If a equals a (A=A) and a equals b (A=B), how come A=A ≠ A=B. What informs A through B which A doesn't inform itself?
Picked from: Conversations with History - John Perry on YouTube. (Link button does not work)
I have tortured myself by watching the video until I got to the part you were referring to. What was said was "why is A=B telling us something new that A=A isn't telling us"
It is telling me for one thing that philosophers really are horribly pointless people who add nothing to the field of knowledge.
One is a tautology, that an object is equal to itself. The other is comparing two objects and saying that on some level they are the same. The first is mere repetition while the other is stating something about the relationship between two separate objects. Obviously the second statement is adding knowledge while the first isn't
That philosopher was saying that other philosophers have spent two centuries or more discussing this, which just tells me that the entire field of philosophy should be abandoned. We have carved of natural philosophy and renamed it science. The the rest die in peace.
"It is telling me for one thing that philosophers really are horribly pointless people who add nothing to the field of knowledge."
Yea, philosophers have given us such useless things like the field science itself. And one of the people pondering this very question was Descartes, which gave the field of mathematics called (des)Cartesian. Surely, nothing good can come of that. ;)
It doesn't quite become repetitions. If 2 is 2 and 2 is a number, then 2 is two things at the same time. It's not a question of what it is, I want to know why we can think that. It doesn't seem logical yet we can all easily grasp that it is like that.. The questions which arise for me are '2=what exactly?' and 'Why does 2 occupy at least two states in my mind simultaneously (and how does it do that)?'.
I already said we ripped out natural philosophy and renamed it science. That was the only useful part of it. The useful philosophers went along and started calling themselves scientists, the people who couldn't do anything stayed and wasted everybody's time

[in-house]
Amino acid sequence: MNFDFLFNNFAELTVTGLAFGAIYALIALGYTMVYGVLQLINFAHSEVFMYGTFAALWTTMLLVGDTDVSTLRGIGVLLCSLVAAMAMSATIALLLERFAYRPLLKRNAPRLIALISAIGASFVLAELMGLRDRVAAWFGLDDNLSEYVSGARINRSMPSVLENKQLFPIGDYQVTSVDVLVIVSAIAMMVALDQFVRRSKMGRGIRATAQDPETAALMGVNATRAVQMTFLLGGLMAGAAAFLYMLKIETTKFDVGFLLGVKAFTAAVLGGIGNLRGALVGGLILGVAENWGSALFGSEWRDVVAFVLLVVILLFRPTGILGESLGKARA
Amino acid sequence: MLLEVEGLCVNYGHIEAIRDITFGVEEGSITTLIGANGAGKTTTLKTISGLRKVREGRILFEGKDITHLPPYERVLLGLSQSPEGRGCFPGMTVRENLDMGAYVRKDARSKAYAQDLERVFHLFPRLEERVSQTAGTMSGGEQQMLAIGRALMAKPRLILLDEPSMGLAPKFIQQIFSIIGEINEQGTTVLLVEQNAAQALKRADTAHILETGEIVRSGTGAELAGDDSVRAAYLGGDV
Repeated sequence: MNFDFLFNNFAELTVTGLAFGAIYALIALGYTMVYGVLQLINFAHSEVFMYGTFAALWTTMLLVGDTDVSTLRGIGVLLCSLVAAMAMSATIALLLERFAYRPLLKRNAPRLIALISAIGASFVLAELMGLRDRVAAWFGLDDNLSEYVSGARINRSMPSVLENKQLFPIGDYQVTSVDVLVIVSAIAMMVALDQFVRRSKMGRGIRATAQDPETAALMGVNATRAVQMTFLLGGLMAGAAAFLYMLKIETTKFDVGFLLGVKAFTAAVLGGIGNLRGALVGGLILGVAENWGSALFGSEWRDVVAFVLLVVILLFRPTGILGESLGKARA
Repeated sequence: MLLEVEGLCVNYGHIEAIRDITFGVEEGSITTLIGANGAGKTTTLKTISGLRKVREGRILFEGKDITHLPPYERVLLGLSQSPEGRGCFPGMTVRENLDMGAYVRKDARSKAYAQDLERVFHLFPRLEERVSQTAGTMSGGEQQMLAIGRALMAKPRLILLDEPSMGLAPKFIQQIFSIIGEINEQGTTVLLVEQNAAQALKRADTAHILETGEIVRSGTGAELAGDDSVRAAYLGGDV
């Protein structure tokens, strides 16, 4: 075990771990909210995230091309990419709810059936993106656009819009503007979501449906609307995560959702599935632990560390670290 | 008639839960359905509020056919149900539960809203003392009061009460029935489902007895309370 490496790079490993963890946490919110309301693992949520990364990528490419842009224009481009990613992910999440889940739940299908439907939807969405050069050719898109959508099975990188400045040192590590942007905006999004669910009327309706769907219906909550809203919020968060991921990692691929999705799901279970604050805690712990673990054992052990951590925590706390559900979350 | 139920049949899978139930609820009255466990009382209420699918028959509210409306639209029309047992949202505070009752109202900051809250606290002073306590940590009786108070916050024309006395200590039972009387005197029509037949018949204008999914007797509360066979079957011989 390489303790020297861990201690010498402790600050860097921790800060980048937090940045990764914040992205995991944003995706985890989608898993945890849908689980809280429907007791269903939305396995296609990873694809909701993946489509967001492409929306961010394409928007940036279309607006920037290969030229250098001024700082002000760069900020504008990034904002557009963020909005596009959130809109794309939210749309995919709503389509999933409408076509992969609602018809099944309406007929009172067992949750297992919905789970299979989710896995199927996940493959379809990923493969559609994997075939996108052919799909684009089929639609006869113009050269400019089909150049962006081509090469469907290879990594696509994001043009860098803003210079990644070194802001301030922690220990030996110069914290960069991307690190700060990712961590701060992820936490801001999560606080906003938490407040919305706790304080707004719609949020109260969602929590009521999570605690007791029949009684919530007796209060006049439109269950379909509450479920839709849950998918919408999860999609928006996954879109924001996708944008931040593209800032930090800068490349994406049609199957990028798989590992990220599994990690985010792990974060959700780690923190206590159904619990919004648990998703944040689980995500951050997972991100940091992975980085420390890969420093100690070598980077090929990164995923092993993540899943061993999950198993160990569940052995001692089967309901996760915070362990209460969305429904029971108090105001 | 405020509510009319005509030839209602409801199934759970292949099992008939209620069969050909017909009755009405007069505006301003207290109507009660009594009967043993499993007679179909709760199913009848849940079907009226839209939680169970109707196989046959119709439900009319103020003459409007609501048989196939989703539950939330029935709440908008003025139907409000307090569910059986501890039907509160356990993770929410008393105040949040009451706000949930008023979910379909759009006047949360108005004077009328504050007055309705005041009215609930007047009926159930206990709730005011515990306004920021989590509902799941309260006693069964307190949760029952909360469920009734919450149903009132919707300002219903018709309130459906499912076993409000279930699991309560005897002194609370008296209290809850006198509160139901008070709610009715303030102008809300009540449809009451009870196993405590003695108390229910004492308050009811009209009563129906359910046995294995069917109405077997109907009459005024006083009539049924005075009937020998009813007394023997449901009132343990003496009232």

2 is 2 is a repetition. A tautological description of a thing in terms of itself.
2 is a number is not repetition, it adds knowledge by describing a relationship between two concepts.
Why one is different from the other is trivial and it does not require two centuries to discuss it.
I understand you are a philosopher who wants to defend his field, but I'm sorry: you fail, and so does philosophy. When the natural philosophers left, you were left with a field of study with no content
Incidentally, a philosopher may engage in useful activities as well. Saying that just because Descartes produced useful mathematics, his philosophy is valid too is not really a justified conclusion. Not in logic, not even in philosophy
I would have chosen Bertrand Russel as a better example of a philosopher who also did useful work
You are missing that there is a difference between "philosophy" and "someone who happens to also have written something on philosophy". In the specific case of Russel, he did a lot of valuable things in the field of mathematics
No, I don't think all such questions have been solved. I also don't think philosophers have anything useful to add by virtue of being philosophers. They are as welcome as anyone else to field an opinion, but the fact that they have wasted 4 years of university/college on a worthless subject does not imbue them with any particular insight that others don't have
Rawls is pretty much a philosophers philosopher. He didn't exactly directly contribute a lot outside the field of philosophy. However, his insights are now part of the modern economics run by governments. You feel that particular philosopher's impact every time you pay taxes.
Philosophy comes before all the other sciences. At one point, someone looked at the stars and asked the philosophical question "What is that?!". They founded the natural sciences. Some time before or after, someone saw someone else doing something and asked the philosophical question "Why did he do that?!". They founded the behavioral sciences.
Philosophers apparently also can't read. I have already addressed that. We took the useful bits and renamed it science. The useful practitioners were renamed scientists. What is left are the people who don't know anything about anything but pretend they are experts who should be asked
As for economists, don't get me started
OK. Try this as a demonstration- http://imgur.com/mqlKD
Secondly- I dont understand the distinction you have drawn between Descartes and Bertrand Russel. Both are mathematicians/scientists and philosophers. So what is the difference? Also, why is it that you can see that philosophy is so pointless so clearly but they cannot?
Thirdly- think about every time a law is changed, or a politician changes a policy, or an economist comes up with a theory, or a scientist is thinking about whether he is being ethical or not... ALL of those things are founded on philosophy.
Finally- think about the history of ideas, political movements and societal change. Do you not think it is important to know, study and understand our past? Or do you think that now that we live in the 'age of science' we can completely forget our history and where we came from?
And please, I would love to know what you think of economists, but maybe thats a topic for another thread :)